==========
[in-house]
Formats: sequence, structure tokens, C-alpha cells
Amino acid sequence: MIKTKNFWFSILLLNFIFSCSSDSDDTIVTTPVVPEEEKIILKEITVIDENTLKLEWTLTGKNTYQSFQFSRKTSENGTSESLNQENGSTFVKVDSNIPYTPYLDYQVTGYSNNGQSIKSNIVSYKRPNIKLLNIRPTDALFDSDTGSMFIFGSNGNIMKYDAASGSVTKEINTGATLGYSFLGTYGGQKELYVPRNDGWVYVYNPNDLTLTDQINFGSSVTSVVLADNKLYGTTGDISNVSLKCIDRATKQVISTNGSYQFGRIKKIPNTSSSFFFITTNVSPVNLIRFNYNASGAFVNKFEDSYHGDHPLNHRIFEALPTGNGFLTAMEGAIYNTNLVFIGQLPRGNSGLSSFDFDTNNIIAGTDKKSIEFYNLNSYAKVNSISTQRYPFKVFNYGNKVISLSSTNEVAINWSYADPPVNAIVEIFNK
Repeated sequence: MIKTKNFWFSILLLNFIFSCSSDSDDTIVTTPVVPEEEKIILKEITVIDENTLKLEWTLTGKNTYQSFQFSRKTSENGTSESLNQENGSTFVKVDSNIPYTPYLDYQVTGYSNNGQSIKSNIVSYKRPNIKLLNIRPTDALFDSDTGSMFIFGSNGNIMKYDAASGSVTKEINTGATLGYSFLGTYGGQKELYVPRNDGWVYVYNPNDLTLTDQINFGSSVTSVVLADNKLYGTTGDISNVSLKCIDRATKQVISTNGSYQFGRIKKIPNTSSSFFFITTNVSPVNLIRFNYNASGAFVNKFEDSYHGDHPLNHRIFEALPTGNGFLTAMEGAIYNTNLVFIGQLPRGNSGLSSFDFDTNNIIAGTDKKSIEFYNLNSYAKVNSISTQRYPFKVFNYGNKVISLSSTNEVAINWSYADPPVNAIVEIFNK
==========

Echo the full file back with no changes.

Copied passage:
[in-house]
Formats: sequence, structure tokens, C-alpha cells
Amino acid sequence: MIKTKNFWFSILLLNFIFSCSSDSDDTIVTTPVVPEEEKIILKEITVIDENTLKLEWTLTGKNTYQSFQFSRKTSENGTSESLNQENGSTFVKVDSNIPYTPYLDYQVTGYSNNGQSIKSNIVSYKRPNIKLLNIRPTDALFDSDTGSMFIFGSNGNIMKYDAASGSVTKEINTGATLGYSFLGTYGGQKELYVPRNDGWVYVYNPNDLTLTDQINFGSSVTSVVLADNKLYGTTGDISNVSLKCIDRATKQVISTNGSYQFGRIKKIPNTSSSFFFITTNVSPVNLIRFNYNASGAFVNKFEDSYHGDHPLNHRIFEALPTGNGFLTAMEGAIYNTNLVFIGQLPRGNSGLSSFDFDTNNIIAGTDKKSIEFYNLNSYAKVNSISTQRYPFKVFNYGNKVISLSSTNEVAINWSYADPPVNAIVEIFNK
Repeated sequence: MIKTKNFWFSILLLNFIFSCSSDSDDTIVTTPVVPEEEKIILKEITVIDENTLKLEWTLTGKNTYQSFQFSRKTSENGTSESLNQENGSTFVKVDSNIPYTPYLDYQVTGYSNNGQSIKSNIVSYKRPNIKLLNIRPTDALFDSDTGSMFIFGSNGNIMKYDAASGSVTKEINTGATLGYSFLGTYGGQKELYVPRNDGWVYVYNPNDLTLTDQINFGSSVTSVVLADNKLYGTTGDISNVSLKCIDRATKQVISTNGSYQFGRIKKIPNTSSSFFFITTNVSPVNLIRFNYNASGAFVNKFEDSYHGDHPLNHRIFEALPTGNGFLTAMEGAIYNTNLVFIGQLPRGNSGLSSFDFDTNNIIAGTDKKSIEFYNLNSYAKVNSISTQRYPFKVFNYGNKVISLSSTNEVAINWSYADPPVNAIVEIFNK